New York 2016: the latest designer to set up their own brand is Joe Doucet, who has launched a range of 3D-printed products by names including Claesson Koivisto Rune, Sebastian Bergne and Philippe Malouin.
"We are attempting to create the first well-designed consumer objects of the third industrial revolution," Doucet told Dezeen. "We are using the technology to disrupt the current supply chain involved in producing goods, not to create crazy new forms."
He follows Stefano Giovannoni, Sebastian Wrong and Matteo Thun, who all launched brands during Milan design week earlier this year, as part of a growing trend for designers taking production and retail into their own hands.
"Designers love control," said Doucet. "The 'best' designers got there because they also posses a good business sense and are deep problem solvers."
Othr's debut collection features 12 small products, made from a range of materials including steel and porcelain, but all produced on 3D printers.
"3D printing has been following Moore's Law in increases in quality and decreases in pricing for 35 years," Doucet said. "I quickly did the math and determined 2016 was the year of viability and decided to build a company by then."
After much hype for a number of years, 3D printing recently hit some speed bumps. Francis Bitonti, a pioneer of the technology, said the industry had "stagnated" due to toy-like machines, over-priced materials and legal wrangles, while 3D-printer manufacturer MakerBot was forced to lay-off staff and close its three retail stores after failing to meet its financial growth targets.
However designers have continued to experiment with the technology, using it to create everything from robot-built bridges to made-to-measure wheelchairs. Doucet believes that by working with a select group of designers, 3D printing can also be used to create objects that people actually want to have in their homes.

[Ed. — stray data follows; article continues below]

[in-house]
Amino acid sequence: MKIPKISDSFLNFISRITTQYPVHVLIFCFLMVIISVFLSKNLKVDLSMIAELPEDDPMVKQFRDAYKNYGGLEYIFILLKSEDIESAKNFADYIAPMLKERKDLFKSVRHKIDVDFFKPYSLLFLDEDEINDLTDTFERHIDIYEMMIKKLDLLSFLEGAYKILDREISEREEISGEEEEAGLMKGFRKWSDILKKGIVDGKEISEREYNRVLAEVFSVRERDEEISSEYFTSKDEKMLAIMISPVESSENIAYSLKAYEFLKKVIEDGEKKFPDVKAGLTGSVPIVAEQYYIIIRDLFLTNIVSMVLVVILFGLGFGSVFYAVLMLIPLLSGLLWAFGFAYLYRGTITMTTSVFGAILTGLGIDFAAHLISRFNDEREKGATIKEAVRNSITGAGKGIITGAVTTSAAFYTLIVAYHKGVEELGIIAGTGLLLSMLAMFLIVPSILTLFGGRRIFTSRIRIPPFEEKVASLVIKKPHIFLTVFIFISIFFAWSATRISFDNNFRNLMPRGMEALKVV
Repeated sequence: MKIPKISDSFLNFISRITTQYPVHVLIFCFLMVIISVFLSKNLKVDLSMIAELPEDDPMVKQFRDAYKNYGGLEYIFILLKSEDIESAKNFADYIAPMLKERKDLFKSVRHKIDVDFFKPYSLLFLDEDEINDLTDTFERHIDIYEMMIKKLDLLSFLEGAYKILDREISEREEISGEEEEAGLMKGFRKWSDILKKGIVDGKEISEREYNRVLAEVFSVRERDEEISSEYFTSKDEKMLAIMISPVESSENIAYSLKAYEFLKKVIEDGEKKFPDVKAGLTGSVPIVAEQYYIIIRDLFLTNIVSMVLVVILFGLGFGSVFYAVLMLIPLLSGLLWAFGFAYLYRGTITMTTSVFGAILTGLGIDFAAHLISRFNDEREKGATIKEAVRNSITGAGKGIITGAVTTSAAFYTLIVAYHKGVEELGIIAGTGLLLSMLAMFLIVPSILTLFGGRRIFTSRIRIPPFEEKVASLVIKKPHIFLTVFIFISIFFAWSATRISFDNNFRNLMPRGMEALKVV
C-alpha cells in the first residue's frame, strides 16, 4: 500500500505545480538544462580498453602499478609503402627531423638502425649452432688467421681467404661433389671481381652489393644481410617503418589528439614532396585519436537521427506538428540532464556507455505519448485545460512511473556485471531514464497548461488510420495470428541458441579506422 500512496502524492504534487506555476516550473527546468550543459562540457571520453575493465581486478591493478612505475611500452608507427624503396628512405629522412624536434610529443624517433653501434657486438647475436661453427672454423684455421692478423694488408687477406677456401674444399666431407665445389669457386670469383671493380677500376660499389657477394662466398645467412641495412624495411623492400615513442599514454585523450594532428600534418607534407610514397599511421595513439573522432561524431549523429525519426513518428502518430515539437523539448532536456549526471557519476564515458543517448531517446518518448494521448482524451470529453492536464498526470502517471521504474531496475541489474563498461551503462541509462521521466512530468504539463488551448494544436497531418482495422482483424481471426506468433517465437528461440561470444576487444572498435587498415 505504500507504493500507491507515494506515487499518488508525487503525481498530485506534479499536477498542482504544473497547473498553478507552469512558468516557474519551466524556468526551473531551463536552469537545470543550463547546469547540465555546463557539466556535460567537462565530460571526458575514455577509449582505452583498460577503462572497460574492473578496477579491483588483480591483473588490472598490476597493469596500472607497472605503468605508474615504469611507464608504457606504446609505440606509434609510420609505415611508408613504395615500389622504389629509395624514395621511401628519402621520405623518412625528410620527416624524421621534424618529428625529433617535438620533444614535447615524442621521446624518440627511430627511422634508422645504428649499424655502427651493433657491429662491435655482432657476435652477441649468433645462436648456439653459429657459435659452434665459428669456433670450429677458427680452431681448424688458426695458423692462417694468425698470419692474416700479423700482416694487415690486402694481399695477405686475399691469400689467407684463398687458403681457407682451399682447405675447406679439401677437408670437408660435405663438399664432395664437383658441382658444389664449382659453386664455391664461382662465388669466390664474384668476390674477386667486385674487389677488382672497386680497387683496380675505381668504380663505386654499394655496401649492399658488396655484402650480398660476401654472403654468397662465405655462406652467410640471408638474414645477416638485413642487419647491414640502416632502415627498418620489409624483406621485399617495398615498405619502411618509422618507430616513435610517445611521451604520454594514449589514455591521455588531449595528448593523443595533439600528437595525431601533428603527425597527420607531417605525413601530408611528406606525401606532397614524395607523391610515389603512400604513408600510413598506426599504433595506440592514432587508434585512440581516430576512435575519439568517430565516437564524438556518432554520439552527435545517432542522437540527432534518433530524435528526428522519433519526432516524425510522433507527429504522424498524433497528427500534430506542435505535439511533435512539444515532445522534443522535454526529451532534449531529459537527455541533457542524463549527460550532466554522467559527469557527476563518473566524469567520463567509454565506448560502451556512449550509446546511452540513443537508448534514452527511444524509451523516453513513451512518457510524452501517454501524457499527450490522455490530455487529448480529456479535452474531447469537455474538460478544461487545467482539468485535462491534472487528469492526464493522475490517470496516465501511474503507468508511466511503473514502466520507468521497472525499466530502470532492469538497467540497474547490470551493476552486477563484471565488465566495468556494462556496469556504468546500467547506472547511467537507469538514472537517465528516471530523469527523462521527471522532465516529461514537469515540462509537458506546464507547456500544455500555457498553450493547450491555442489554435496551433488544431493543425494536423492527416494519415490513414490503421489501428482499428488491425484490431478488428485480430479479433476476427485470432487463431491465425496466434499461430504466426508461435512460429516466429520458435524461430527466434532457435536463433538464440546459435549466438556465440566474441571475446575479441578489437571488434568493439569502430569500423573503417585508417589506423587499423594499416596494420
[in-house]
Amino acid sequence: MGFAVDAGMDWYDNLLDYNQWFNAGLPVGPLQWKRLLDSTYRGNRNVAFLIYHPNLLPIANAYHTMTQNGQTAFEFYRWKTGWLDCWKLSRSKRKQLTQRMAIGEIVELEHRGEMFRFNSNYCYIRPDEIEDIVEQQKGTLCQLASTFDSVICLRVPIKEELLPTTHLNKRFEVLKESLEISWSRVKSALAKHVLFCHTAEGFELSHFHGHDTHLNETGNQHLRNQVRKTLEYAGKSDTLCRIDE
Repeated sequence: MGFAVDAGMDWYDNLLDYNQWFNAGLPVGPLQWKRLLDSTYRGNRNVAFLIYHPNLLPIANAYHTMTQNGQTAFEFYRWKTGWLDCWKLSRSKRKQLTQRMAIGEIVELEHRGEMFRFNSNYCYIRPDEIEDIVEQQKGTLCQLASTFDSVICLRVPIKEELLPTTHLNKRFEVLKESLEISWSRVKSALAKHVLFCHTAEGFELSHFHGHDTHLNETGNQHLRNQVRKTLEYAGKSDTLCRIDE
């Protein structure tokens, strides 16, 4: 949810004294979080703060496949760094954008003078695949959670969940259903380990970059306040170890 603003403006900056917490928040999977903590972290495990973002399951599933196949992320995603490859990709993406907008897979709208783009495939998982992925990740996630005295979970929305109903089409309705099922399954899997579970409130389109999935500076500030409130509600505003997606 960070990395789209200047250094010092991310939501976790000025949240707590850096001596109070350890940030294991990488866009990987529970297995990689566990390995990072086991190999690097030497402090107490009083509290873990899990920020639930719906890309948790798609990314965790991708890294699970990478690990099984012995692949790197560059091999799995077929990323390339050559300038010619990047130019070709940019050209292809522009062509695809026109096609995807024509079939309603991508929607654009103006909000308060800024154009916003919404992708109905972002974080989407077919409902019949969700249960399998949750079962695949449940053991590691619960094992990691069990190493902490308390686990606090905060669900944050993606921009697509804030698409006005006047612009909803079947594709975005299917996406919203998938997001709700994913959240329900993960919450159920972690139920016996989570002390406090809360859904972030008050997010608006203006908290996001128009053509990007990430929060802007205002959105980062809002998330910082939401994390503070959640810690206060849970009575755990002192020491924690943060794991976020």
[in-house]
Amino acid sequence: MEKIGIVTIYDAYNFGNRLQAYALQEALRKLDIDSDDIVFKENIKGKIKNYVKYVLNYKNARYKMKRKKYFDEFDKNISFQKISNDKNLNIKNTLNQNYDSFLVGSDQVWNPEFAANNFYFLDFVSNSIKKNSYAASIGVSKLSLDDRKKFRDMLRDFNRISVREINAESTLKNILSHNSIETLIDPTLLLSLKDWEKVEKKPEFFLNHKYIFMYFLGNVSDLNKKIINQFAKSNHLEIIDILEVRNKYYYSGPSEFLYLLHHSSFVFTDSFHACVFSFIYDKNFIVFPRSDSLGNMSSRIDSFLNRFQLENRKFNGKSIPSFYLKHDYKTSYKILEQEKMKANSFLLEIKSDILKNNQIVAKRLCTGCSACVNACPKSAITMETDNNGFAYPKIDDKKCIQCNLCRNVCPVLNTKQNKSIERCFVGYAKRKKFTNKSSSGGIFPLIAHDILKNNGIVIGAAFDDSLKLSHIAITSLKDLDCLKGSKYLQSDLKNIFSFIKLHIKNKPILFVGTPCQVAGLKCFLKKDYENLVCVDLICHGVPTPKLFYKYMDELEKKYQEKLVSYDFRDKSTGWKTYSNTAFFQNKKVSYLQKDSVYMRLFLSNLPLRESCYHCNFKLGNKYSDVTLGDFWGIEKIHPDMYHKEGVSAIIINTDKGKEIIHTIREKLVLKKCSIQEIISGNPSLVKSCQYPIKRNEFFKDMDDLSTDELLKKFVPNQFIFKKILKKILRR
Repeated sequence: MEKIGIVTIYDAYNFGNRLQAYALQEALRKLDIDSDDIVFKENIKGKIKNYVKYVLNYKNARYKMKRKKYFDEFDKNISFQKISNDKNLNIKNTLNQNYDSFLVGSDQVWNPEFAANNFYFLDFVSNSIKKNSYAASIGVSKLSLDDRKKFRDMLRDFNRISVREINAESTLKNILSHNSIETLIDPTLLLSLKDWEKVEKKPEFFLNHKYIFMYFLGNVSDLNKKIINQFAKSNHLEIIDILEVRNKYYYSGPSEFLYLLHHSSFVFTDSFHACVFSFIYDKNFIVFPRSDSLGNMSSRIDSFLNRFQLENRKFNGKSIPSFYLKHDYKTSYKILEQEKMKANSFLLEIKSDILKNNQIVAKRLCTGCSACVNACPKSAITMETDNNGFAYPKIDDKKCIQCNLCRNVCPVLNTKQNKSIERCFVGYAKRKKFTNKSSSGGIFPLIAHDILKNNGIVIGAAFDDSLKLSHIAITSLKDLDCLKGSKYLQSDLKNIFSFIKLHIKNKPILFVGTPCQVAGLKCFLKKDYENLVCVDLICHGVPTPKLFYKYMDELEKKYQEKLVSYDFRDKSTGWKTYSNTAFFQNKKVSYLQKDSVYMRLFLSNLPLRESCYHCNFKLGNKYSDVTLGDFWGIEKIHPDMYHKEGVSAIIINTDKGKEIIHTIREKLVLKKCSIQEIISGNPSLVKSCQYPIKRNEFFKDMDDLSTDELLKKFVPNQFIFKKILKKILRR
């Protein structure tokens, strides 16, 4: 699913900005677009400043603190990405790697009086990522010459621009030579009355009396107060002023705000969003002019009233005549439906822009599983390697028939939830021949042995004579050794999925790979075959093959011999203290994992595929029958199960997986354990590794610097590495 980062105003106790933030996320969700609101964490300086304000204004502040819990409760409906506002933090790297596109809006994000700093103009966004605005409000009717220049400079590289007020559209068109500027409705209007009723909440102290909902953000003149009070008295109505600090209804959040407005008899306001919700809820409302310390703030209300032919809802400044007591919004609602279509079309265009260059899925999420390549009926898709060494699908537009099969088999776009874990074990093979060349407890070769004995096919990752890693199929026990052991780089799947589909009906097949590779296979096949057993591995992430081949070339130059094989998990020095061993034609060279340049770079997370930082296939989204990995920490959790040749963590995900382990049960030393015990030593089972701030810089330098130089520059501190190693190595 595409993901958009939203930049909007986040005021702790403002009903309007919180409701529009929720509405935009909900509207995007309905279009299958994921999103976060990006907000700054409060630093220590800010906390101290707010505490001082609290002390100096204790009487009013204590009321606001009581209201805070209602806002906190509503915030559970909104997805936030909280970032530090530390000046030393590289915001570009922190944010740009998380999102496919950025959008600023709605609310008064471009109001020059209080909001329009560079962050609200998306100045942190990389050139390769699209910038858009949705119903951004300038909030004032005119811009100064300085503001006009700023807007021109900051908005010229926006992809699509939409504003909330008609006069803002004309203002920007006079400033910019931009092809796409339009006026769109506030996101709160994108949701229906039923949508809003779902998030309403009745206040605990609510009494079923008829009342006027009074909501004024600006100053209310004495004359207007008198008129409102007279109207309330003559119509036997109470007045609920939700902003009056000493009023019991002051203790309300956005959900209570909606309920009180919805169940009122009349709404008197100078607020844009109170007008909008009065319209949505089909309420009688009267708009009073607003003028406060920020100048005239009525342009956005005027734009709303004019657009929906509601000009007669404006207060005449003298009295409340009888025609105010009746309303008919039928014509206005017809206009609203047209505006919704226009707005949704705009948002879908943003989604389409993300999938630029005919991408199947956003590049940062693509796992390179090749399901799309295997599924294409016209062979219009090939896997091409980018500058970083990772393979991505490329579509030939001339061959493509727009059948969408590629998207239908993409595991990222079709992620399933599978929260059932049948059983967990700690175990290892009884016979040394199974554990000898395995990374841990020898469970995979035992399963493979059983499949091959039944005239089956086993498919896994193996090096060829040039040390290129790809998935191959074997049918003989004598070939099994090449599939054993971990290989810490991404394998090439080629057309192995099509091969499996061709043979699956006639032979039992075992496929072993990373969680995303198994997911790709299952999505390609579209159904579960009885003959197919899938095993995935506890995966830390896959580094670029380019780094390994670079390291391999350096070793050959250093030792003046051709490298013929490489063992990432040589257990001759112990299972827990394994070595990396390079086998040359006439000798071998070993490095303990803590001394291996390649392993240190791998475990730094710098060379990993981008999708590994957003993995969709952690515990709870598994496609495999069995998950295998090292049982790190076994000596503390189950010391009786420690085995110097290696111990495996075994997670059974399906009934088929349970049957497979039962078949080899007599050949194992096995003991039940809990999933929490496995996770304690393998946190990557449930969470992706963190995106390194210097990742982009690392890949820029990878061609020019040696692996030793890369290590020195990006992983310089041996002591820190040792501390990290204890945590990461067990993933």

"Most people think of 3D printing first and foremost as something that can make what other methods of manufacture can't," said Doucet. "It allows for a complexity that can be very tempting for designers and the results are things that only exist because they can, and perhaps should not."
"Therefore, we decided to work with the best talent in the world of design to normalise the technology," he added. "We create useful, aesthetic and unique objects for everyday use."
Fort Standard, Everything Elevated, Jonah Takagi and Todd Bracher are among others that have created product designs for the kitchen and bathroom. Doucet, DiSimone and Clabots also contributed to the range.
Othr will launch new items every fortnight, enabled by the quick development times possible with the technology.
The production process also leaves little waste and no excess inventory, according to Doucet.
"A little over three years ago, I was ordering 3D prints for a cutlery project I was working on," he said, telling the story behind the brand's inception. "The plastic variety designers use to check form and scale. There was a completely new process of 3D printing steel in Beta and I decided to test this."
"I ordered what turned out to be a very poor quality and expensive fork," Doucet continued. "Although it looked nothing like a finished product, it was so obvious that this was the future of manufacturing."
Othr launched during an event at the Sanaa-designed New Museum in Manhattan last week. It took place as part of the citywide NYCxDesign, which runs until 17 May 2016.